Posts Tagged #anxiety
anxiety field notes, entry 1.
What you resist, persists
so, if you RESIST anxiety,
it will PERSIST?
What you resist, you bury.
What you bury gets stuck.
Some things cannot be buried.
(Most things, actually.)
Seeds can, and should be.
Flowers should not be buried, if you want to watch them bloom.
If you bury flowers they die, they rot.
Bury anger deep in a trash can like a lit butt
cover anger with an placid lid, a smooth smile, it will smolder
poison the air
you will breathe it in
it will permeate every single cell in your body.
Unburied, anger dissipates, harmless as a whiff of stinky stinky cheese
but buried—it kills love.
Speaking of love:
Love cannot be buried, kept like a secret journal in a sock drawer.
at first, confined love smells like lavender, like a sachet,
love has to grow in the light.
Love has to see the sky in the morning
see your smile in the night.
Speaking of your smile:
Longing, what of longing, my specialty?
What you resist, persists—
does this mean I should not resist the fear
of you, so warm, fading from my mind?
Or does it mean I should resist this fear,
so your smile persists forever in my heart?
Speaking of hearts:
some questions are best buried,
dark-eyed as apple seeds
planted deep in my heart
to grow as they will,
wild upstarts, bearing sweet fruit, in time.
I’m realizing the things I liked to do as a kid are still the among the things that bring me the most joy–drawing, writing, exploring. Untimed things. Things with no real point or purpose, except to be free and alive. And they were the things I seemed to think were ‘frills’ when I entered adulthood. I let them go, or (worse) tried to make them things I controlled, like I thought grown ups should do. Isn’t it an adult’s job to worry, after all?
Anxiety for me happens when I try to control things that are beyond my control–which seemed the whole theme of adulthood, until I figured out it didn’t have to be.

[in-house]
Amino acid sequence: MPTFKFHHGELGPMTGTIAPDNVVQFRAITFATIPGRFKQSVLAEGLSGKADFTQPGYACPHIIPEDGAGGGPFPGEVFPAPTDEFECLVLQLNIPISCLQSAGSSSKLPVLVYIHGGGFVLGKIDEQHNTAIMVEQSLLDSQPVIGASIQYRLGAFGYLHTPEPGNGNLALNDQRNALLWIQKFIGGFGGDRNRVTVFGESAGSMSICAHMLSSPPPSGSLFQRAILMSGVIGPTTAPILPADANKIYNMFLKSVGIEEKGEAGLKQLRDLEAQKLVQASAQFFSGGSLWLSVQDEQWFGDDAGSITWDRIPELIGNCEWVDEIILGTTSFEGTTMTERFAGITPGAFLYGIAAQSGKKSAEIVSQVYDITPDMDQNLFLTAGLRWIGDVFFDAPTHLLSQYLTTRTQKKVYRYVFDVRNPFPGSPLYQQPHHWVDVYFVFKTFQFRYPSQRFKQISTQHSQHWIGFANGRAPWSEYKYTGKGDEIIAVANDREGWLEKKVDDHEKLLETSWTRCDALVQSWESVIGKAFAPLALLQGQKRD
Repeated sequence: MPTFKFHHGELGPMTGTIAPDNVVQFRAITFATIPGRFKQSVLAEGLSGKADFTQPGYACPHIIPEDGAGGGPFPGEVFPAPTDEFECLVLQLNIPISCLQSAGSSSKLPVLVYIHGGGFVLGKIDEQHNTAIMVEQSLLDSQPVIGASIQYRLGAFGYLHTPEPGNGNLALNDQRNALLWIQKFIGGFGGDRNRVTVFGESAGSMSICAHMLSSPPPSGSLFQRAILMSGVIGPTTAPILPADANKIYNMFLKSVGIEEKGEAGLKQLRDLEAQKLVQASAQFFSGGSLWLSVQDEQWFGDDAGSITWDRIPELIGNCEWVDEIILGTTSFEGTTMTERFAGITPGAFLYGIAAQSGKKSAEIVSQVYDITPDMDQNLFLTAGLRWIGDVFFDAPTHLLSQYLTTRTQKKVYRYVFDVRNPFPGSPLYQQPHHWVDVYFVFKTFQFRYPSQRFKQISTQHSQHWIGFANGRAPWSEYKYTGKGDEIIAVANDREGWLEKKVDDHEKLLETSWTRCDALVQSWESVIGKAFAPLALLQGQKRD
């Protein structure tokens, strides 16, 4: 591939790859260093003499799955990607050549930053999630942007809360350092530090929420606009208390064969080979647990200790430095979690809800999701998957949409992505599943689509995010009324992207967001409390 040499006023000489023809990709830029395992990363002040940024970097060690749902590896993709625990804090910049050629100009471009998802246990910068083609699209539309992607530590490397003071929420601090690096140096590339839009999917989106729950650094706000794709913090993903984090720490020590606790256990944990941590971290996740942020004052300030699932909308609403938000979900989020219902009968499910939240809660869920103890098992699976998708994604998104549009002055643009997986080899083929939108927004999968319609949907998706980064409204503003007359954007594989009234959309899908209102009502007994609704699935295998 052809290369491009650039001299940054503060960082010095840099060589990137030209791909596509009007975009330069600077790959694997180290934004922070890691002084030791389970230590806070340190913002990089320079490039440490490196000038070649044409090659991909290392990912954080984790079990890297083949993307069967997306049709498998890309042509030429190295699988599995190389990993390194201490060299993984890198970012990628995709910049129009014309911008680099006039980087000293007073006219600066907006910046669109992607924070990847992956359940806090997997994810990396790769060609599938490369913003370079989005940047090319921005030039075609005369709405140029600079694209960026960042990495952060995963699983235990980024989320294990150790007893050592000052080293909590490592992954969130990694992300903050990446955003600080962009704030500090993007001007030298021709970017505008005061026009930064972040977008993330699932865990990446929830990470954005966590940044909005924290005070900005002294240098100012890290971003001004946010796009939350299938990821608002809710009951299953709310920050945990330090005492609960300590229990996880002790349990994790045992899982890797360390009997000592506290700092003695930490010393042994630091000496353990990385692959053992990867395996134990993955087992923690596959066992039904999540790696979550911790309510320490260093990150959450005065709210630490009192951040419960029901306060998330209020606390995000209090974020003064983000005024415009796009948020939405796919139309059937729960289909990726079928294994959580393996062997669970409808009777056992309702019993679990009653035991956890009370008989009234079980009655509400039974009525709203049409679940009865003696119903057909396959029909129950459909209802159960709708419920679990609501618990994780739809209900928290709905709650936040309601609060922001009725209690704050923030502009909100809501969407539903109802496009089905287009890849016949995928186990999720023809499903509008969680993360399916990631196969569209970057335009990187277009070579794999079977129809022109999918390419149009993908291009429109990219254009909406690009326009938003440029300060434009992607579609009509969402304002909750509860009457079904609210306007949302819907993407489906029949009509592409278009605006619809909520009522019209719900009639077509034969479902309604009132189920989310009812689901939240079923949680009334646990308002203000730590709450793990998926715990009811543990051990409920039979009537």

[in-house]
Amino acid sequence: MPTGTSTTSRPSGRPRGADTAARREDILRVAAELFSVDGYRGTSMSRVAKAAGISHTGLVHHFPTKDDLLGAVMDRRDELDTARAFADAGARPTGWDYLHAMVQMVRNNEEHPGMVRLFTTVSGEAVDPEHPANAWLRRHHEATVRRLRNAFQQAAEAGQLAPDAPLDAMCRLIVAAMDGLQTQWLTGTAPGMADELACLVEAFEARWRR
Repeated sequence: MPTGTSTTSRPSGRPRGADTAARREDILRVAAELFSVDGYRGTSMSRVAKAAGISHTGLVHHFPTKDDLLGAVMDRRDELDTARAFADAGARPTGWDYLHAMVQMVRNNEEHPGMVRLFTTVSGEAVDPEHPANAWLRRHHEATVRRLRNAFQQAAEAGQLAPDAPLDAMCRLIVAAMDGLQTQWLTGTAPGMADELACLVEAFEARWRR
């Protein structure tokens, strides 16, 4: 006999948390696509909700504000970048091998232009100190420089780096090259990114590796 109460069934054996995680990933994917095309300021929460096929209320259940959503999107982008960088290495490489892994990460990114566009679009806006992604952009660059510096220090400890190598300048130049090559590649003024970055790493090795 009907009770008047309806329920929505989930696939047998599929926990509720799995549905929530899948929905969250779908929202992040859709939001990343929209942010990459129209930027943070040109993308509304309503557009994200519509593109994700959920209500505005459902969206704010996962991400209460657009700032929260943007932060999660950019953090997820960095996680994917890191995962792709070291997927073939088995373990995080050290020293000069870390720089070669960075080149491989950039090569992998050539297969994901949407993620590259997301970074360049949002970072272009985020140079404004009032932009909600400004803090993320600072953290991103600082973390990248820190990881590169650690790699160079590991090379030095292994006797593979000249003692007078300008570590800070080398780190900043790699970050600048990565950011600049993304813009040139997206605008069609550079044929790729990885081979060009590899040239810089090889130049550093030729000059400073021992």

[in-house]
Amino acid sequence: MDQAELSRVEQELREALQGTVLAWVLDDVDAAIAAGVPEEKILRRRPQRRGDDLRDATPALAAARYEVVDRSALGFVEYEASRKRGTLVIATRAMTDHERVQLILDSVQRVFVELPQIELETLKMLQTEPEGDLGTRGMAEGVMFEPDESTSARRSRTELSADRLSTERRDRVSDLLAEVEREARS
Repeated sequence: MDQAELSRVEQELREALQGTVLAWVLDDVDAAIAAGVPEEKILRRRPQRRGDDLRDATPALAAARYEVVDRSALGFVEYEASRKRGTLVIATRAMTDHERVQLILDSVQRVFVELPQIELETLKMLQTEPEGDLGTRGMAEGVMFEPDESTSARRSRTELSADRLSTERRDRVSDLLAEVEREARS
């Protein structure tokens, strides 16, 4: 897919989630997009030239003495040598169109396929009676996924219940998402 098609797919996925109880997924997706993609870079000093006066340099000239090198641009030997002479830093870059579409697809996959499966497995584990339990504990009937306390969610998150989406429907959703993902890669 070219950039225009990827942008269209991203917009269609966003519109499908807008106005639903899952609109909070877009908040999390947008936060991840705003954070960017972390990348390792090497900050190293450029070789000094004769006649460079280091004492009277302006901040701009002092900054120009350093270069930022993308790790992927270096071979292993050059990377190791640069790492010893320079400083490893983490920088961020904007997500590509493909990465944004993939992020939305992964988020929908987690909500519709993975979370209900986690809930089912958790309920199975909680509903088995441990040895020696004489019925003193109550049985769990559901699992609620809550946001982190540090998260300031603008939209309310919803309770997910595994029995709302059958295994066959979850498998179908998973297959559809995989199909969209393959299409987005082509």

What brings you joy? Give yourself permission: make some joy today.
Sinking into my gut like
a spire into a low sky
it walks with me, or used to—
maybe that’s why I learned to
walk so fast, shins burning hot
uphill, it always beat me…
until I learned not to hear.
“Feeling emotional upheaval is not a spiritual faux pas; it’s the place where the warrior learns compassion.”
–Pema Chödrön, From The Places That Scare You
“When it is dark enough, you can see the stars.”
― Ralph Waldo Emerson
Heard a story on NPR today about exposure therapy—a guy who had paralyzing anxiety of rejection set out to GET rejected, over and over, until it no longer frightened him— and it worked for him. It made so much sense. He faced his fears until they stopped scaring him silly.
I guess that is what I am doing, though I hadn’t thought of it quite that way. Exposure therapy. I have been delving into dark places lately (no, no—not all the time, that would be crazy!) and the more I look at things inside that are scary and just ‘be’ with them, the more I appreciate their beautiful powerful forces and the less scared I feel. Rejecting part of yourself takes a lot of energy. It makes you worn down. I wonder if the denial of dark things inside is what creates some cases of chronic anxiety? My overall anxiety level certainly is ebbing as I dig. (But also: spiking like mad as I hit uncharted tunnels.)
Digging it all up is a messy process. I’m not all that great at it, a lot of times. I get stuck sometimes. A lot of times. I thrash and make it needlessly worse. I grasp. But I’m hoping I’ll get better at being with it when it comes, unexpectedly. Because it’s the fear you have to fear. Like the guy who was afraid of rejection. He wrapped his brain in a new direction. Away from fear, into acceptance of something that scared him. So hopeful, stories like his.
Like anything else, it takes practice. All any of us can do is keep trudging!
Per aspera ad astra. (A rough road leads to the stars).
Yes, I’m boiling over
I’m stirring the pot,
I walk, listening
for the howler monkeys
their silence echoes
across the silver sky
A red-tailed hawk and a flock of sparrows
whisper in my muffled ears:
to the pond, to the pond, to the pond
words skipping like stones across water
like a needle, stuck
on vinyl that shines like black ice
To the pond, to the pond: insistent
like a tic, like the pot, stirring me
to the pond, to the pond where
three bubblers describe three circles,
liquid centers with white-lipped borders
ice edging dark water
A man is on the ice
walking slowly along the radius
as if walking to an altar
as if on a pilgrimage
he’s tracing an invisible labyrinth
trusting the ice to hold him, or not—
but I see only fearlessness
as I watch, breathing cold air
on the frozen edge
under the silver sky